The one actual UAV collision took place two years ago, when a U.S. Army RQ-7 UAV and a U.S. Air Force C-130 transport collided. The RQ-7 hit a wing of the C-130, between the two engines. The RQ-7 was destroyed, while the C-130 had the skin of the front of that wing torn open and some of the interior spars bent. One of the props on the inboard propeller was destroyed (and that engine had to be turned off). But the C-130 was able to land safely, and the air force reported that parts and technicians could be flown in to repair the C-130 where it was.
An RQ-7B Shadow 200 weighs only 159 kg (350 pounds), compared to 70,000 kg for a loaded C-130, so the outcome of this collision is not surprising. Shadow is small, being 3.5 meters (11 feet) long with a wingspan of 4.1 meters (12.75 feet). Most UAVs in the air over combat zones are even smaller. Indeed over 90 percent of them are the tiny two kilogram (4.4 pounds) Raven. Witnesses in Iraq and Afghanistan have seen a few of them destroyed, or simply knocked out of the air by a passing aircraft, usually a helicopter. Raven operators suspect that many of those that were lost for unknown reasons were similarly hit or caught in the backwash of low flying aircraft. A few have been seen getting attacked by birds. There have been very few recorded collisions.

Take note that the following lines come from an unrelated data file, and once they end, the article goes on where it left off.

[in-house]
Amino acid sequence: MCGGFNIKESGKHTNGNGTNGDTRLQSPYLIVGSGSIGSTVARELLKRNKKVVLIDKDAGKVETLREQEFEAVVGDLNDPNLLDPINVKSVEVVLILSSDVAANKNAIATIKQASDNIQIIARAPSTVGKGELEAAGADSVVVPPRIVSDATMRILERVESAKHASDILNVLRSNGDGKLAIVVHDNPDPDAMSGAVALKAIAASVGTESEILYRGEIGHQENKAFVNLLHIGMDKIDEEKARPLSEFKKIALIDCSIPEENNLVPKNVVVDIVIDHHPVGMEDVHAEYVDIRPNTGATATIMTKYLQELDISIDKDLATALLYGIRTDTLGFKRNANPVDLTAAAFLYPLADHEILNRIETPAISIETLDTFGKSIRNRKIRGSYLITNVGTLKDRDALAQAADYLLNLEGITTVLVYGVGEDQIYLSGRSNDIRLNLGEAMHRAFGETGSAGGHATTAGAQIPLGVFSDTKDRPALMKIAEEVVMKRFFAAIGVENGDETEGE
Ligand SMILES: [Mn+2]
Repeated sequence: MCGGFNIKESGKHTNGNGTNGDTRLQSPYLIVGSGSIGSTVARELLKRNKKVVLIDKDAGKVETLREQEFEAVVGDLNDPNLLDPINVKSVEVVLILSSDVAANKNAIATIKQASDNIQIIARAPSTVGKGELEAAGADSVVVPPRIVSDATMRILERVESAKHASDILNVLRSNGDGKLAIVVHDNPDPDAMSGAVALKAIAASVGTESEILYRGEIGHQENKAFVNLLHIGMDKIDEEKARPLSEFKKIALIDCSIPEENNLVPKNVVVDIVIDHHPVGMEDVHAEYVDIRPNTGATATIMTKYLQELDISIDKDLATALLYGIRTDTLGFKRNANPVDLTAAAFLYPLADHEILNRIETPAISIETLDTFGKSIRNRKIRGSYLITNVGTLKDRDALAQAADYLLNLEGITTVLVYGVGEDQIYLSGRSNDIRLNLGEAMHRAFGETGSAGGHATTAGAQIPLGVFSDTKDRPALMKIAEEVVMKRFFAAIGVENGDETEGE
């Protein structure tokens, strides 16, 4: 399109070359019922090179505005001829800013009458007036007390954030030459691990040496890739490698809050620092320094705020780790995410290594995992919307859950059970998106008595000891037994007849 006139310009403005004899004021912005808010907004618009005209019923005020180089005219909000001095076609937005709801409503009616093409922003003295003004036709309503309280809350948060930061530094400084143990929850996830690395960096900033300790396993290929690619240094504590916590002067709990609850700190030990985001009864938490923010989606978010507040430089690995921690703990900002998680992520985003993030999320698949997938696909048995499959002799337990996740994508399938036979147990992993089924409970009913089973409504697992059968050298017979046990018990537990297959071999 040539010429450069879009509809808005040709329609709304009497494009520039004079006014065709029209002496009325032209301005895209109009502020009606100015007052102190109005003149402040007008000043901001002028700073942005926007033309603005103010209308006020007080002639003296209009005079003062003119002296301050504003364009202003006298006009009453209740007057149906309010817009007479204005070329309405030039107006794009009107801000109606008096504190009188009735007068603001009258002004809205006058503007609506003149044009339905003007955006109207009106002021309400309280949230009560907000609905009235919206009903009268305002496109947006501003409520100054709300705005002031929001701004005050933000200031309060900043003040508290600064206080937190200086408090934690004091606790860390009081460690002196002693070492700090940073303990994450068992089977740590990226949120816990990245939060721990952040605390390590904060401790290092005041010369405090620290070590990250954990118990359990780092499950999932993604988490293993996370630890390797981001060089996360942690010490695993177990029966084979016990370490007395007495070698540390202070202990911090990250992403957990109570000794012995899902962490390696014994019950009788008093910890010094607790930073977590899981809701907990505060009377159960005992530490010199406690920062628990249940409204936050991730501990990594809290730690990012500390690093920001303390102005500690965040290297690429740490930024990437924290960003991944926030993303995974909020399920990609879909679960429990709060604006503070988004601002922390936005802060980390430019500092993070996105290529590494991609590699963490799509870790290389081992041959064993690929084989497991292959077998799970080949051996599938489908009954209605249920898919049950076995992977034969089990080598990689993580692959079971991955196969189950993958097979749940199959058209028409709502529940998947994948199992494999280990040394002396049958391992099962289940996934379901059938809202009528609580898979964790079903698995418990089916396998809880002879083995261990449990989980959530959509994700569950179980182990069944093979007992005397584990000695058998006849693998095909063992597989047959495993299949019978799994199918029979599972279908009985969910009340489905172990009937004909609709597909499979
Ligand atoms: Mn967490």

The small, plastic, Raven would not do much noticeable damage to an aircraft. The pilots and crew of helicopters hit by Ravens apparently don’t notice it at all. After landing ground crews may notice a new dent and wonder where it came from. The Shadow collision was understandable because the Shadow is the largest UAV that often operates at low altitude (under 300 meters) and uses military airfields to land and take off.
In light of all this, the army is developing a new radar system (GBSAA or Ground-Based Sense And Avoid) to increase safety for UAVs. GBSAA is mainly a software system using existing radars to track UAVs and manned aircraft and alert UAV operators when their UAVs are too close to other aircraft (manned or unmanned). GBSAA can be expanded to use transponders (which commercial aircraft have been using for a long time) and more flexible software. But the basic idea is to insure that UAV operators are no longer “blind” to what is in the air nearby. GBSAA had its first field test a year ago and it was a success. The first GBSAA will be deployed next year.
GBSAA will likely be more in demand by potential civilian UAV users. Battlefields have much lower safety standards than civilian air space, what with all those artillery and mortar shells, plus the bullets and rockets. But civilian air space has a lot of small aircraft and helicopters, so UAVs are generally banned. GBSAA could change that and make battlefields safer as the UAV traffic becomes denser.